Most of us have a love-hate relationship with pasta - we love to eat it, but hate it clinging to our love handles. So here's some good news ahead of pasta season, aka, winter.
A new food study has found the foodstuff is less fattening if cooled down and then reheated before it's served.
The study was conducted on the 'Trust Me, I'm A Doctor' BBC2 television programme.
Doctors fed freshly cooked and reheated pasta separately to volunteers. They then took blood samples every 15 minutes for two hours in order to compare the effects.
The reheated pasta was found to be significantly healthier.
In fact, the pasta was absorbed into the gut in a similar way to fibrous foodstuffs such as bananas, beans or raw oats.
Additionally, after the reheated pasta had been consumed, volunteers' blood sugar levels were at half the usual amount - excellent news for those who want to avoid diabetes and weight gain.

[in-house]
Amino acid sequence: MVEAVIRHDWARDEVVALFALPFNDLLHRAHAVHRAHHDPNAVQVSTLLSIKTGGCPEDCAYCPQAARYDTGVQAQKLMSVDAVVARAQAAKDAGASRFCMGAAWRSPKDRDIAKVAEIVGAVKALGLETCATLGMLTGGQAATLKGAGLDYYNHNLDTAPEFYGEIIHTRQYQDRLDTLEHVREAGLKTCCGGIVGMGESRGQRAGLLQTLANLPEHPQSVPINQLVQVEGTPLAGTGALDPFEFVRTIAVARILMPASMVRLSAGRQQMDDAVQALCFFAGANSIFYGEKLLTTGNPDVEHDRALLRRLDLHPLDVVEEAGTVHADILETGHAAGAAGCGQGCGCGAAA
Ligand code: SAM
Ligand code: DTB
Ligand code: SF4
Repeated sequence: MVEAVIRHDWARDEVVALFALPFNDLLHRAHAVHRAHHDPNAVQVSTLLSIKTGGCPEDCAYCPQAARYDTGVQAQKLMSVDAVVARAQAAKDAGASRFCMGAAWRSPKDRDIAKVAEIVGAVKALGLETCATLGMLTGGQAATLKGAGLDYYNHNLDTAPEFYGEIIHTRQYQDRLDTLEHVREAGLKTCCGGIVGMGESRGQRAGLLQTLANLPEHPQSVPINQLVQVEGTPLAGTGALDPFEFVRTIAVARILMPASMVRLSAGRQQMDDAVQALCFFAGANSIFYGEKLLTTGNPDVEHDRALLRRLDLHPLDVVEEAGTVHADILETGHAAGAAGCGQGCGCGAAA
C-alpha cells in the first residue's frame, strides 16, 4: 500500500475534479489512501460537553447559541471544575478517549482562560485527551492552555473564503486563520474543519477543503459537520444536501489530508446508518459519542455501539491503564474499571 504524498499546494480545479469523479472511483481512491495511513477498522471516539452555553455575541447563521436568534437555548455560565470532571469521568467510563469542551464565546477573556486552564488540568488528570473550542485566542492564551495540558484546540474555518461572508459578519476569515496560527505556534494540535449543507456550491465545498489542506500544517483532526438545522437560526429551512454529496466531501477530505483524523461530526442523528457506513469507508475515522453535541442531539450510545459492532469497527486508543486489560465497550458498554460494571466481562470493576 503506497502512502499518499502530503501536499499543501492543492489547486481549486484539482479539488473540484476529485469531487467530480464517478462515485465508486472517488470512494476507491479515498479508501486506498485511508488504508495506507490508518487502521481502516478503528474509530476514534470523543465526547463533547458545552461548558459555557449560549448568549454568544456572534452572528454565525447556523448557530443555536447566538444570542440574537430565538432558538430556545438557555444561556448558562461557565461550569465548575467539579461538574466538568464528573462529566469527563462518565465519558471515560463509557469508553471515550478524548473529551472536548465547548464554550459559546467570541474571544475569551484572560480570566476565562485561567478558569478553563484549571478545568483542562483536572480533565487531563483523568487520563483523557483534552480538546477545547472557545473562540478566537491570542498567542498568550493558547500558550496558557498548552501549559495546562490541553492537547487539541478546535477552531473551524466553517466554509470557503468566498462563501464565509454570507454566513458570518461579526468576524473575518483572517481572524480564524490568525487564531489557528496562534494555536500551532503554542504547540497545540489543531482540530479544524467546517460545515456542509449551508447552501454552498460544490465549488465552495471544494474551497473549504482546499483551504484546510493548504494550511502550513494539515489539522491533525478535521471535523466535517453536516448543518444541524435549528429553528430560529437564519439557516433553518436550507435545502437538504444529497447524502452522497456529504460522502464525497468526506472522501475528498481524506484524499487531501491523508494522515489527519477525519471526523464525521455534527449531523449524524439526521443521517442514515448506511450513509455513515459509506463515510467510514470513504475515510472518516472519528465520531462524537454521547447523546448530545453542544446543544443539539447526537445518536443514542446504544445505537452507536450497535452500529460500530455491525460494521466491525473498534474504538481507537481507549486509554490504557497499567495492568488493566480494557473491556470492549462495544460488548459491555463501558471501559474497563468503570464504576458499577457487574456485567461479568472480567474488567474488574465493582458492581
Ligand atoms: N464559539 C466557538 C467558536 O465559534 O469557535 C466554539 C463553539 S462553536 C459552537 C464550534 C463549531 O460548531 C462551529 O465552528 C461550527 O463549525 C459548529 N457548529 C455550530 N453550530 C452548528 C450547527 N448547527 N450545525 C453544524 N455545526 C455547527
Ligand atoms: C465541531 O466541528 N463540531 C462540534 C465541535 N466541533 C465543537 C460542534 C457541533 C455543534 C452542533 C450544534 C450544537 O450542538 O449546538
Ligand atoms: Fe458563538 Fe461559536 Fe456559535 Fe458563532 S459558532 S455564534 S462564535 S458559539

But what's the scientific explanation behind this?
When you cook pasta and then cool it down, it changes the structure of the pasta into resistant starch.
According to the BBC, it's called resistant starch because once starchy foods such as pasta and potatoes are cooked and cooled, they become resistant to the normal enzymes in the gut that break carbohydrates down and release glucose.
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Dr Chris van Tulleken, who led the experiment, said that he was "blown away" by the results.
"This was a brand new discovery and it's something that could simply and easily improve health," he said.
"We can convert a carb-loaded meal into a more healthy fibre-loaded one instead without changing a single ingredient, just the temperature.
"In other words, our leftovers could be healthier for us than the original meal."